Abydos, 100 km north of Luxor, was regarded as a particularly sacred place. This was due to a belief that the god Osiris was buried there. This conviction was probably linked to the fact that the first kings of Egypt from c. 3000 to 2650 BC were actually buried at Abydos. Around the tombs of the kings their retinue were interred in small side burials. Whether they died natural deaths or were forced through violence to follow their kings remains unknown.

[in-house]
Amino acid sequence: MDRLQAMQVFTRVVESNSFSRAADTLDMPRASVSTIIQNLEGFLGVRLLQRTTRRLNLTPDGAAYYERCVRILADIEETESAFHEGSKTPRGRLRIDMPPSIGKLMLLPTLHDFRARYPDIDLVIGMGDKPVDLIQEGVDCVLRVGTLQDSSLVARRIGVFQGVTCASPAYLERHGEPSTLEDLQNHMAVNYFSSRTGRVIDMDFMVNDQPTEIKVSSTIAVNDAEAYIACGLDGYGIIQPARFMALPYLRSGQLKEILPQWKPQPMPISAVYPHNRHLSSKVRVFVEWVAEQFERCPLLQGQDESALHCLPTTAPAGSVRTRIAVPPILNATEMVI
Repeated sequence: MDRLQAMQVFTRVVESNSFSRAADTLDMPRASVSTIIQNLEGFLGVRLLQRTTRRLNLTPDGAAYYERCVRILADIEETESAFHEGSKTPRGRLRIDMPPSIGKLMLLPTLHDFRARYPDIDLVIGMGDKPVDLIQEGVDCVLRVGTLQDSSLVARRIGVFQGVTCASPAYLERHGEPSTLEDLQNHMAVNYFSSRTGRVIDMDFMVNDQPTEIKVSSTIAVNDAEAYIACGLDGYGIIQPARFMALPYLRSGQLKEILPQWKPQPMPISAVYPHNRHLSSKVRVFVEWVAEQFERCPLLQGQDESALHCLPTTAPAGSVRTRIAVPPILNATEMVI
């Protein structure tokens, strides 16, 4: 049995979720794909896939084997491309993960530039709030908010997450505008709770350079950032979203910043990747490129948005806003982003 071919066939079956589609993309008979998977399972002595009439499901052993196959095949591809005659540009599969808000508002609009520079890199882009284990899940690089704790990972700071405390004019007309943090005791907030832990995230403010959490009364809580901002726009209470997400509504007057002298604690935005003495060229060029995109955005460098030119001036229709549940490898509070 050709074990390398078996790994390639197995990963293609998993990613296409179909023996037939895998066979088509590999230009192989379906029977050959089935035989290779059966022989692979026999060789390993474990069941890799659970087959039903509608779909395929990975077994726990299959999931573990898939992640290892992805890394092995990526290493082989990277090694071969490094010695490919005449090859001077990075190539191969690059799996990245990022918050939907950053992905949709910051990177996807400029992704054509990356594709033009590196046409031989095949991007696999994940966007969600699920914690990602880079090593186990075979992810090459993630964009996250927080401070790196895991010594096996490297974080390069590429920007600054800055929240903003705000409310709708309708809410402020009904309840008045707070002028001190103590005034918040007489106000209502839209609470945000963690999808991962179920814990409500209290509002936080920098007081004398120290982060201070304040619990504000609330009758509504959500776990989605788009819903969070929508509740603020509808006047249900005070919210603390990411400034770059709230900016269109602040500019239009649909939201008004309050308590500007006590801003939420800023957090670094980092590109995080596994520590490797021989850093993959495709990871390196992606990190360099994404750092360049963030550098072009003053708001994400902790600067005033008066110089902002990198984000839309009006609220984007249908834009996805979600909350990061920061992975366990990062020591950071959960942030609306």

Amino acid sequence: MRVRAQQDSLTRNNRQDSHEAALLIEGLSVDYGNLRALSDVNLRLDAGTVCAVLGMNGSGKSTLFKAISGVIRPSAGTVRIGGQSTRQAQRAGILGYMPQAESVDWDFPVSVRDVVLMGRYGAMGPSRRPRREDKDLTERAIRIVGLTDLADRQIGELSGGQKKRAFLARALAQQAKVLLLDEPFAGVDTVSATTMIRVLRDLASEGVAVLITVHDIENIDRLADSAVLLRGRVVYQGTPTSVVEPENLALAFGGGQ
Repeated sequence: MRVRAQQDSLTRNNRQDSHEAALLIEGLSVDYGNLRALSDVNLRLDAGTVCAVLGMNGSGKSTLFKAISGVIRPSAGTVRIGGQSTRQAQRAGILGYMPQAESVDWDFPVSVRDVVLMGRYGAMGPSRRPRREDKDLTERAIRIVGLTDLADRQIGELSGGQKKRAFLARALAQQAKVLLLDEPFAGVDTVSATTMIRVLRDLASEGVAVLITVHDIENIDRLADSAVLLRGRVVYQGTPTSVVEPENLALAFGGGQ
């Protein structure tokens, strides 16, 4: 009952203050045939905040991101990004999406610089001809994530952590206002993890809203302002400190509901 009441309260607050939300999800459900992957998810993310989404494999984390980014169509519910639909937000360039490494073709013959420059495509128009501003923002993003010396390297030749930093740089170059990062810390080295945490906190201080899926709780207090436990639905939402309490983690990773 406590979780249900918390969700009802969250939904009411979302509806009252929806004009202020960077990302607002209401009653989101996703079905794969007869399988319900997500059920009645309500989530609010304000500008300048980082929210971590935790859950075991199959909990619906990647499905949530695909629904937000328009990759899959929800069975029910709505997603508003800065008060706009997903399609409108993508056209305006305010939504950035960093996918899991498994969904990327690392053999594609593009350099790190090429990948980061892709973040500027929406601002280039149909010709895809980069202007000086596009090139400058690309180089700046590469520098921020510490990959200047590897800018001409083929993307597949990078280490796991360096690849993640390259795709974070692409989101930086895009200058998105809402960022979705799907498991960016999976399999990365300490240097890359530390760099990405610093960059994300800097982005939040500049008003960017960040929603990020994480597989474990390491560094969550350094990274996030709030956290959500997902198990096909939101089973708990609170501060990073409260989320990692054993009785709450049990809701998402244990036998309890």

Valley enclosure in Abydos with small side burials. Photo: Matthew Adams
As far back as 1899-1904 Petrie had excavated the royal tombs in the desert at Abydos, tombs which dated from Egypt’s early history, c. 3000-2650 BC. Preceding him, the Frenchman, Emile Amélineau, had, in Petrie’s opinion, almost obliterated the site. There were, however, still important finds to make. When Petrie returned to Abydos in 1921-22, it was to examine some large mudbrick enclosures down in the Nile Valley. They were a kind of cult precinct associated with the royal tombs. Around them lay the small side burials of the king’s retinue, arranged in the same way as around the royal tombs themselves.